Carlos Cruz Diez‘ choice medium in his installation Chromosaturation is simply color. While we’re accustomed to seeing many different colors constantly and simultaneously, Diez uses only three colors presented one at a time as a departure point: red, green, and blue. Diez saturates a room with one of these single primary colors of light. The color floods from room to room, interacting with other colors, creating entirely new hues. The light immerses the gallery space so thoroughly that the color almost takes on a physical aspect. In his statement, Diez says:
“The Chromosaturation can act as a trigger, activating in the viewer the notion of color as a material or physical situation, going into space without the aid of any form or even without any support, regardless of cultural beliefs.”
Spanish artist Javier Riera produces what he calls “light and geometry interventions” on landscapes. Using powerful light Riera projects geometric patterns on to natural vistas. The projections can appear to transform a treeline into a two dimensional plane. At other times the light seems to add strict geometric shapes to the wilderness. The light and patterns disrupt the perception of the view they cover. Riera’s transposing geometric patterns onto natural scenery partly alludes to language, matter, and the way the two interact.
Almost a year ago, David Abir installed a sculpture in the LA Mart’s basement that forever rattled my experience on Earth. And now, after some time has passed, he has constructed several more structures that have only gone on to further enhance the feeling I grasped onto when I initially saw them. Sadly, it’s pretty much impossible to photograph the pieces correctly, since part of their mystique is the low ambient light surrounding the room. And when the flash goes off on your camera, you’re basically voiding yourself the enjoyment of seeing the greatest magic trick performed correctly.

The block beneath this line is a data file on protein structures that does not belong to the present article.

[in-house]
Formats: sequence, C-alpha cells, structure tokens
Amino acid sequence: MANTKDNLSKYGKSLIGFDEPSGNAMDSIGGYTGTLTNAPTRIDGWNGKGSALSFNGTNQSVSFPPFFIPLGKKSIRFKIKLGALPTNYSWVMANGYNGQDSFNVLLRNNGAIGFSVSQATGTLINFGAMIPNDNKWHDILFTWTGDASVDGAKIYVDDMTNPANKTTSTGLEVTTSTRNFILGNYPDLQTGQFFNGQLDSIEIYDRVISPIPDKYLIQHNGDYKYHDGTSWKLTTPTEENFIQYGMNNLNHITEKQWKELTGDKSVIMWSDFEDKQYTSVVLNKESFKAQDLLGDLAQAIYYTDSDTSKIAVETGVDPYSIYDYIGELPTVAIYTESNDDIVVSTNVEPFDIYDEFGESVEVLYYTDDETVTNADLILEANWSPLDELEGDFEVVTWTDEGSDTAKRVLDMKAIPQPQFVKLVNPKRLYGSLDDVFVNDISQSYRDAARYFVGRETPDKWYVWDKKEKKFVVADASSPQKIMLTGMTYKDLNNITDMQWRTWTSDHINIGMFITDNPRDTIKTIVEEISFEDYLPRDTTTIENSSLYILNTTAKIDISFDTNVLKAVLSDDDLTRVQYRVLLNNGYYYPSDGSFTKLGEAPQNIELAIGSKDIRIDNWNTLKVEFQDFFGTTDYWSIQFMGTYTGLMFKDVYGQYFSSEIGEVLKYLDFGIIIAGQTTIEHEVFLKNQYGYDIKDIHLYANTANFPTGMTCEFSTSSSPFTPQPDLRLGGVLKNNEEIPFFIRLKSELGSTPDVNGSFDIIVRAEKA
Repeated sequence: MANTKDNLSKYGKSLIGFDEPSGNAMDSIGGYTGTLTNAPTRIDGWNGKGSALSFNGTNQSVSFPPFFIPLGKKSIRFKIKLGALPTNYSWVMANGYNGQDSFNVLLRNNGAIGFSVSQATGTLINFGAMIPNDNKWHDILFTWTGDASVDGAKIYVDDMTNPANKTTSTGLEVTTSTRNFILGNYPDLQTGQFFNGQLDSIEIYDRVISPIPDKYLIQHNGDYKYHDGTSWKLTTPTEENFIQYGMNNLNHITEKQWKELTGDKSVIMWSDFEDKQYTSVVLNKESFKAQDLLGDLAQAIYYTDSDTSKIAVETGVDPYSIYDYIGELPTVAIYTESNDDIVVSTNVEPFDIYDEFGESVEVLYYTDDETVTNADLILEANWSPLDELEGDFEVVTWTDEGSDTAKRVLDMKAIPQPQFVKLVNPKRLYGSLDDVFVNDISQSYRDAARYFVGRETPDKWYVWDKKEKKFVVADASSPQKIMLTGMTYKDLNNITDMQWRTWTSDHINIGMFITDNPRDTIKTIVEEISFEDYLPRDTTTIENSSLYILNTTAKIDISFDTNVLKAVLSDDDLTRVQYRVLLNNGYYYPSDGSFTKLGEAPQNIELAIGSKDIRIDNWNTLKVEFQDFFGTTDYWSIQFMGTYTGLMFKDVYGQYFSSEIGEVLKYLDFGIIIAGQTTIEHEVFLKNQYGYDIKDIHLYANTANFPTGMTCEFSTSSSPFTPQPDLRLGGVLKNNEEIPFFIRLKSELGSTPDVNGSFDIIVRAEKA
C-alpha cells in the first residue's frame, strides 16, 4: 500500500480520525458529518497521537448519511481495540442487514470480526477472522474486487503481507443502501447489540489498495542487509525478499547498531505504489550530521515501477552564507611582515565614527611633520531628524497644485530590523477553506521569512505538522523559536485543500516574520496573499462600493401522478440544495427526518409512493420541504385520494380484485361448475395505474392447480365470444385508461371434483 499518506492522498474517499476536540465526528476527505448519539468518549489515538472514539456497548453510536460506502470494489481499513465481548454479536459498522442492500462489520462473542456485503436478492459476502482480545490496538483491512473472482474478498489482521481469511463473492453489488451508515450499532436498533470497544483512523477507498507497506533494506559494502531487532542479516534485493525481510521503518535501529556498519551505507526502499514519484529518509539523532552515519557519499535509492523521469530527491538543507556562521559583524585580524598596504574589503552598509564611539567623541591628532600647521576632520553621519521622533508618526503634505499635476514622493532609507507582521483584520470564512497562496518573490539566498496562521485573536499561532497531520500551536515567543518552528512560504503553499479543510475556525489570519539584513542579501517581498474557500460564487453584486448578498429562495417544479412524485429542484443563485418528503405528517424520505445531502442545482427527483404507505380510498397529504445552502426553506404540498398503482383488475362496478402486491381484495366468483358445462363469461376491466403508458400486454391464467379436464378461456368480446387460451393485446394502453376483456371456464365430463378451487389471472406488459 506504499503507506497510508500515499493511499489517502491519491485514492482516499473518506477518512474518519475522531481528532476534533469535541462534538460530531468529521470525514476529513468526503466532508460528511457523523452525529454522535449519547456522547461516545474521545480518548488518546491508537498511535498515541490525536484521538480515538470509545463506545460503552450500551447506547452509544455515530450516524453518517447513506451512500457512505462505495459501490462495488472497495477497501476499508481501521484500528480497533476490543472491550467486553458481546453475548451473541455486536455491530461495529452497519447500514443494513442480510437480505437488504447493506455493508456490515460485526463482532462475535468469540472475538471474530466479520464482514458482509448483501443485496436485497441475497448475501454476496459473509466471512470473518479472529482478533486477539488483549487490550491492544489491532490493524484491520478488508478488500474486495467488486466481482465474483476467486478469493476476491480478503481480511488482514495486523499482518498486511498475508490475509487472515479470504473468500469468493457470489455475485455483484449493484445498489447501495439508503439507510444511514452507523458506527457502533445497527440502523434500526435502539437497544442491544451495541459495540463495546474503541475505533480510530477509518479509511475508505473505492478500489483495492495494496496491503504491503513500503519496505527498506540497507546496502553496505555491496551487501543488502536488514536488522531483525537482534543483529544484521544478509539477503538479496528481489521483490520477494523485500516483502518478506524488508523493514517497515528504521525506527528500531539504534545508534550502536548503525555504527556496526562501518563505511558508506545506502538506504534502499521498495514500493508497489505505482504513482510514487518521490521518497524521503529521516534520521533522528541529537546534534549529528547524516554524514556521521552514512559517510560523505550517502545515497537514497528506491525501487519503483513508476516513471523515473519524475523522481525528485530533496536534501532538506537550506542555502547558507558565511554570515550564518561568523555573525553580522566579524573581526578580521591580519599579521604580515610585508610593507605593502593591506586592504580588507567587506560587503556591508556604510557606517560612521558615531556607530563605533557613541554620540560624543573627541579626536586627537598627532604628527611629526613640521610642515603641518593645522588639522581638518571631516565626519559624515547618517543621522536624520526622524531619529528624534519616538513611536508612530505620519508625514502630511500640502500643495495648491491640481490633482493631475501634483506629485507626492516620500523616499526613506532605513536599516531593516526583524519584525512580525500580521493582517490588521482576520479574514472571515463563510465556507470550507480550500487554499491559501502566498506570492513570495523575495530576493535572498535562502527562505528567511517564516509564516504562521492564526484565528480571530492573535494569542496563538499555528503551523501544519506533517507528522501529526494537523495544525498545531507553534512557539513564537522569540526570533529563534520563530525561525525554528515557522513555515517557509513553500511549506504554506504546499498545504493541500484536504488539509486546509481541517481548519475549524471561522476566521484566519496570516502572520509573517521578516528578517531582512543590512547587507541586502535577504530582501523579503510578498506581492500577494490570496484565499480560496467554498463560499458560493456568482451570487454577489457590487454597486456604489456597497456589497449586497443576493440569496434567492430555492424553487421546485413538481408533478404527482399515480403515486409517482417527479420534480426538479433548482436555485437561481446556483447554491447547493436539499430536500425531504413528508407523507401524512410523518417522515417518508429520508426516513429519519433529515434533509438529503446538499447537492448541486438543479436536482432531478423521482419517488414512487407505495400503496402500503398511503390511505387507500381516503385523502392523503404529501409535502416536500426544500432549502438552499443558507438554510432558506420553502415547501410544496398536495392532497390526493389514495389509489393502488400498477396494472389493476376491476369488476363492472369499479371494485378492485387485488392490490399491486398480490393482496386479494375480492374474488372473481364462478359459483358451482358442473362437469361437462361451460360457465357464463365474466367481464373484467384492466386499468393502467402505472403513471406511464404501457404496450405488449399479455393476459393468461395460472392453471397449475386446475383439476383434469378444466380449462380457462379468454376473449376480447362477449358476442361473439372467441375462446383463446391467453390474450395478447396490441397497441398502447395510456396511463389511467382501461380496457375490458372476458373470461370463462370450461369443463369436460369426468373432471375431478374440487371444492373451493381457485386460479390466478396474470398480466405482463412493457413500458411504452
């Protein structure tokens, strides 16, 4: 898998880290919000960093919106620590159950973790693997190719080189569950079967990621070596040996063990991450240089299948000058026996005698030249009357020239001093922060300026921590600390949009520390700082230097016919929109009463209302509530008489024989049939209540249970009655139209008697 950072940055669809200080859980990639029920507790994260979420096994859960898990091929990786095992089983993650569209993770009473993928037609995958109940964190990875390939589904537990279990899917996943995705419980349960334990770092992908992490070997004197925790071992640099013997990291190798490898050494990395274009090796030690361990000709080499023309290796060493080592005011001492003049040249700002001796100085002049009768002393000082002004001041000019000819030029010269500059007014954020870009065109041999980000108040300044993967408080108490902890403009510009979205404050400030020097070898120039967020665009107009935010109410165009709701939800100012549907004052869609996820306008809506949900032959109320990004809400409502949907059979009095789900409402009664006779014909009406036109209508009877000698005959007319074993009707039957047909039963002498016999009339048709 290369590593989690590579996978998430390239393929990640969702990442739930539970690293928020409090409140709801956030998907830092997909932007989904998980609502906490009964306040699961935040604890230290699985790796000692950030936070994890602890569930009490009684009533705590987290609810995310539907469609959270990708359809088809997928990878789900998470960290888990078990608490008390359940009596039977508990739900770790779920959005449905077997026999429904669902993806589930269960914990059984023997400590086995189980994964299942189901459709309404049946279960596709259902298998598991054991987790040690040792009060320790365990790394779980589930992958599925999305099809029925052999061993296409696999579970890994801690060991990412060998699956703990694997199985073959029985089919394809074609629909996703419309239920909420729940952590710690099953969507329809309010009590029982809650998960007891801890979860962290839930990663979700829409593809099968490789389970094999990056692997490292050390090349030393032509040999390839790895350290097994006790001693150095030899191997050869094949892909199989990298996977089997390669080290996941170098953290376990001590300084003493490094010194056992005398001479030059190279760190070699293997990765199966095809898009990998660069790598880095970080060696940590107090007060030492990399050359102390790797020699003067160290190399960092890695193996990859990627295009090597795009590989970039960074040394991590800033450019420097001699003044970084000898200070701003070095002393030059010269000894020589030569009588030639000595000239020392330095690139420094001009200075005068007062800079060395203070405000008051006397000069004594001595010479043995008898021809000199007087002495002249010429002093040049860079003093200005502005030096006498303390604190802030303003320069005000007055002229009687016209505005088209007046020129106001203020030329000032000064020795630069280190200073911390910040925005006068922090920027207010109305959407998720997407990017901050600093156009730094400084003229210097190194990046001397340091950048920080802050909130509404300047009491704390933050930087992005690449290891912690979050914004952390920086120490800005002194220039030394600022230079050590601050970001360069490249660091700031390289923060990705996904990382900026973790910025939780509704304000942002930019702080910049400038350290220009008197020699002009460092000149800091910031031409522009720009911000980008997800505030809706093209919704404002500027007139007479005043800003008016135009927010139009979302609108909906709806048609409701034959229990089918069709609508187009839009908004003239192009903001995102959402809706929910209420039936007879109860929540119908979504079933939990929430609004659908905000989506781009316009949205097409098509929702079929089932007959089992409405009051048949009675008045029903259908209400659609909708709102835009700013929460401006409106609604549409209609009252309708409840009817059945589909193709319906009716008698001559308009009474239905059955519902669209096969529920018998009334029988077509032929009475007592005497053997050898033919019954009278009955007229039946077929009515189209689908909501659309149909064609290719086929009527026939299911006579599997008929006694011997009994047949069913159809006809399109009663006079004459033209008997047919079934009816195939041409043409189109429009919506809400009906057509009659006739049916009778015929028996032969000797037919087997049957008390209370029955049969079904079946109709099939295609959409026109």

Light, shadow, and the human figure feature prominently in the recent works of photographer Dusdin Condren. Whether looking at an arm amputated by shadows or a woman posing Lee Miller-like in the striated light of a nearby window, there is a certain surreal, but serene viewing experience to be had with these photographs. The sometime use of black-and-white certainly increases this special effect.
British artist Anthony McCall (born 1946) has a cross-disciplinary practice in which film, sculpture, installation, drawing and performance overlap. McCall was a key figure in the avant-garde London Film-makers Co-operative in the 1970s and his earliest films are documents of outdoor performances that were notable for their minimal use of the elements, most notably fire. After moving to New York in 1973, McCall continued his fire performances and developed his ‘solid light’ film series, conceiving the now-legendary Line Describing a Cone (watch a video of a gallery-goer’s interaction with it), in 1973. These works are simple projections that strikingly emphasise the sculptural qualities of a beam of light. If you want to know more about the light magician, you can read an interview with Anthony by the writers at BOMB Magazine.